“Llandudno has a herd of wild goats, which date back to the 1800s. They do like to come down the hillside, as seen many, many times previously — and documented extensively by my colleagues at North Wales Live and the Daily Post,” Stuart explained for Medium.

“They are still wary of people and human life. Normally, they are put off going much further than the bottom of the Great Orme because of how busy it is (in relative terms — this is still Llandudno after all, and not inner-city Manchester). However, thanks to the Covid-19 lockdown, the goats didn’t have any traffic, people or noise stopping them — so they ventured out.”

The goats do seem to enjoy themselves, as they chew through local shrubbery and gardens, sunbathe in a churchyard, and even “blocked traffic”. However, they are still wary of coming close to humans.

This sleepy fox somewhere in Canada

Image credits SaraReneeRyan / Twitter.

Sara, who is currently pursuing a Ph.D. at Texas Tech, Tweeted that her dad who lives somewhere in Canada “had been sending me and my sister updates [on the fox] all day” and has even named it Nezuko.

It’s not hard to see why.

Foxes are one of the more often-spotted animals in this period, from what I’ve seen so far. There’s a lot of fox photos to enjoy in the replies to Sara’s tweet if that’s your thing (it definitely is mine).

A chill coyote

A coyote spotted in San Francisco.
Image credits beccatravels / Reddit (Becca Cook).

San Francisco is no stranger to coyotes. They live in the woods near the Bay Area and are generally content to stay away from people or ignore them if they meet. This one, however, looks very pleased that the normal hustle and bustle of the city has been curtailed in order do get some peace and quiet with a view.

But while this coyote is enjoying itself, others are hard at work resolving local politics.

“We had coup d’etat if you will,” Presidio Wildlife Ecologist Jonathan Young told ABC News about a fight that broke out in between the animals a few days ago. “A new alpha pair came and took over and kicked out the old alpha pair.”

“Since the COVID shelter-in-place, the winding trails and idle golf course [around the city’s Presidio] have become a go-to refuge for neighbors and more importantly their dogs. For the next few weeks or months, that’s potential trouble.”

The Presidio Trust cautions people that coyotes aren’t typically aggressive, but will regularly be on the hunt or defend themselves from domestic pets. It’s also a pupping season currently, so people would best try to avoid these animals. Sections of the Park Trail and the Bay Area Ridge Trail will be closed to hounds starting April 6 for the next few weeks or months over concerns about safety.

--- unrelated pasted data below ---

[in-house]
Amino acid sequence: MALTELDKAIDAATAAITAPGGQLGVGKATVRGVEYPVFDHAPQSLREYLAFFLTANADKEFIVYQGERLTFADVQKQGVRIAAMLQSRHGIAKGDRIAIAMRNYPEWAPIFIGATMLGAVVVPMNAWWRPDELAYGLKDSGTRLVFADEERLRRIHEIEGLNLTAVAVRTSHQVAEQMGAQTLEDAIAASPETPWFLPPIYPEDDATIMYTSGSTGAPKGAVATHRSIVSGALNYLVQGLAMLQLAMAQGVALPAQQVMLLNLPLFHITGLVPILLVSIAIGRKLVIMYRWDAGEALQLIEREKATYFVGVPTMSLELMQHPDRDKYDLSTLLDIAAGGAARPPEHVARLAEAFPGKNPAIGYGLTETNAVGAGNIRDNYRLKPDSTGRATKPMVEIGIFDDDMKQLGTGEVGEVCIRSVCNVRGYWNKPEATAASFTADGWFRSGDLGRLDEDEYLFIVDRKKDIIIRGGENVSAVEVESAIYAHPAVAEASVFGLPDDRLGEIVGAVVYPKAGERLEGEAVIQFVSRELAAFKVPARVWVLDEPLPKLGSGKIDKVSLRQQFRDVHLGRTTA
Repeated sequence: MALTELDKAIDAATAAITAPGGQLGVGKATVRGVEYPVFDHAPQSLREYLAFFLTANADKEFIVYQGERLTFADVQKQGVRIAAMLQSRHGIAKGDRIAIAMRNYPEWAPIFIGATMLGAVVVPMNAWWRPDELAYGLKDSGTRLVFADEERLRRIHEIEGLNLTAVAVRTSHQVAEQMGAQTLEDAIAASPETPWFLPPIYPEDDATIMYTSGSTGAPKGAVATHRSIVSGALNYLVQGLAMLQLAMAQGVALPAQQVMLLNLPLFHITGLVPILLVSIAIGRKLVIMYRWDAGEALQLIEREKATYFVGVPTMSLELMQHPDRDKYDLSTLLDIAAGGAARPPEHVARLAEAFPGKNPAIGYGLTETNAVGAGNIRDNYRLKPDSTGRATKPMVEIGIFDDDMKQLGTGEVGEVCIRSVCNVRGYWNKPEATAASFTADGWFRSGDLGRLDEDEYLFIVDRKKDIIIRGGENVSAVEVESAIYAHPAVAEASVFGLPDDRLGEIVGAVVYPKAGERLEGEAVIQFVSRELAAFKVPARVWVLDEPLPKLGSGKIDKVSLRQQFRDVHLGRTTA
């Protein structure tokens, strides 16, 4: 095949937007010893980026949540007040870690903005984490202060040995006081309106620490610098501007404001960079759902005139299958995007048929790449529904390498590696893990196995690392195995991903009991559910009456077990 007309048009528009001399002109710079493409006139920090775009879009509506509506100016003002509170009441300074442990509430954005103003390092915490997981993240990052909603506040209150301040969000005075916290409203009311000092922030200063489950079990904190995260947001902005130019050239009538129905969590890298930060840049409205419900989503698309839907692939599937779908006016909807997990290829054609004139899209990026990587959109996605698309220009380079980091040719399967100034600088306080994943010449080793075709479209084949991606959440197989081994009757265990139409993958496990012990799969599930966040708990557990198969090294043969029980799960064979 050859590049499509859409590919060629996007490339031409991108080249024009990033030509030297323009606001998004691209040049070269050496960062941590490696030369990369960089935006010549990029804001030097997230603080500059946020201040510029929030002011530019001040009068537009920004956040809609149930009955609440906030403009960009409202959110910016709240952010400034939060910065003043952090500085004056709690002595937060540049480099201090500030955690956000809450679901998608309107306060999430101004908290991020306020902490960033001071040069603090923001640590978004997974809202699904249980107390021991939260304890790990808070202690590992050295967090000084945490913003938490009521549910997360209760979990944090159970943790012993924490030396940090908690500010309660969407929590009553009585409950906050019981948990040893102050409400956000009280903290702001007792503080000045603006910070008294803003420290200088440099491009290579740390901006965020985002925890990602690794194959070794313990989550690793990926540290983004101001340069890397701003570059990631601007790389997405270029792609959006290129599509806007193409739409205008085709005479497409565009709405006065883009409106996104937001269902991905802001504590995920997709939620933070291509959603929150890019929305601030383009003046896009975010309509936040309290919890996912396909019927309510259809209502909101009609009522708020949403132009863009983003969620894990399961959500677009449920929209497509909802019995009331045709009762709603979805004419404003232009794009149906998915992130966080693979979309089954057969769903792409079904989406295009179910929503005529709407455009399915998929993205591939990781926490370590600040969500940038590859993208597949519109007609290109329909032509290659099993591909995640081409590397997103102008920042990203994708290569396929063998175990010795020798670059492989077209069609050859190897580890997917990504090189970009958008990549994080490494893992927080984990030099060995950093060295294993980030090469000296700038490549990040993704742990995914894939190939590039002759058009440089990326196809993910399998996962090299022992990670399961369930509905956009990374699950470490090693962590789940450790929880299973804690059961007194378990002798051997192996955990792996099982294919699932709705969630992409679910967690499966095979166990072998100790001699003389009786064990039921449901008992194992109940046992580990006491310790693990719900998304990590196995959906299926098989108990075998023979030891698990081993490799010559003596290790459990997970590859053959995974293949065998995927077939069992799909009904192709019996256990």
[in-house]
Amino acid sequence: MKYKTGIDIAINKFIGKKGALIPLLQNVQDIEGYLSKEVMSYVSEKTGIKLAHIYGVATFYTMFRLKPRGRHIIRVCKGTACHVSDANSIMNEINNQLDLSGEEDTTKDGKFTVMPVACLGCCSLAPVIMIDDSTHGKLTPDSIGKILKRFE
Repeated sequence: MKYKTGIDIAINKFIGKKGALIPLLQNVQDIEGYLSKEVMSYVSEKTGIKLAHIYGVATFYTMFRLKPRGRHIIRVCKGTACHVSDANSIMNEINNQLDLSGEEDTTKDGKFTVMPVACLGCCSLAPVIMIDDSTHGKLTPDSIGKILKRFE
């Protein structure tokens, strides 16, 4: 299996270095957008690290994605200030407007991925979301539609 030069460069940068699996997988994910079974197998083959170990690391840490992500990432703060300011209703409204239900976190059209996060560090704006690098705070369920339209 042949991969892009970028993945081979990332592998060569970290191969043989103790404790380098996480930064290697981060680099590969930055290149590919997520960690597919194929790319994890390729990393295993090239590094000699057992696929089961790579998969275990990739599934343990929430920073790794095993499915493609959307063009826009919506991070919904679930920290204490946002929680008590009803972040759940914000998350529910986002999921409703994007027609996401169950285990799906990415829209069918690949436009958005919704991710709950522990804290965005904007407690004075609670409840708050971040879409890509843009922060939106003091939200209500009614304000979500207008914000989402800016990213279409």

What’s happening in the zoos

We’ve just had our first confirmed case of the coronavirus jumping from a human to a tiger, and zoo staff are understandably worried that they may unwittingly infect their charges. As such, zoos around the world are implementing measures to limit the risk by reducing the animal’s exposure with their handlers and the public.

The US Centers for Disease Control and Prevention (CDC) has since reiterated that there is no evidence yet that pets can spread COVID-19 to people or that they might be a source of infection in the US, but zoos and conservation centers are still being especially careful. For example, the Borneo Orangutan Survival Foundation, a rehabilitation center for orangutans in Borneo, closed its doors to all visitors and asked the caretakers to wear masks and protective gloves when working with the primates, which are burned after the working day is over.

Grosser Panda.JPG
A giant panda at Ocean Park, Hongkong.
Image credits J. Patrick Fischer,

Nathan Hawke from Orana wildlife park in New Zealand told The Guardian that although visitors are no longer permitted, many of the park’s animals continue to come for their daily ‘meet the public’ appointments. Other groups of animals that are accustomed to human presence also seem to miss us, too, although the feeling may be forming through their stomach more than through their hearts.

Privacy, perhaps, was just what some of these species had been missing, however. Staff at the Ocean Park in Hong Kong reported that the 14-year-old resident female and male giant pandas Ying Ying and Le Le have “succeeded in natural mating” two days ago — because there aren’t any rules on panda social distancing.

This is the first success since attempts at natural mating began a decade ago, and the staff is excited for the birth, as the species is currently considered vulnerable in the wild but attempts to breed more giant pandas in captivity have been remarkably frustrating.

Goats can tell when you’re happy — and they like it when you smile

Not only can goats tell when people are happy, but they also prefer interacting with happy people.

Goats at the Buttercups Sanctuary. Image credits: Christian Nawroth.

It took us a while to figure it out and prove it, but now we know that animals feel and have empathy. Not only do they understand each others’ emotions, but they can also understand our emotions — something which is especially visible in pets, and even more so with dogs. As our closest companions since the dawn of time, dogs have greatly familiarized themselves with our mood and way of life, even evolving alongside us.

But dogs aren’t the only domestic animals that can read our emotions.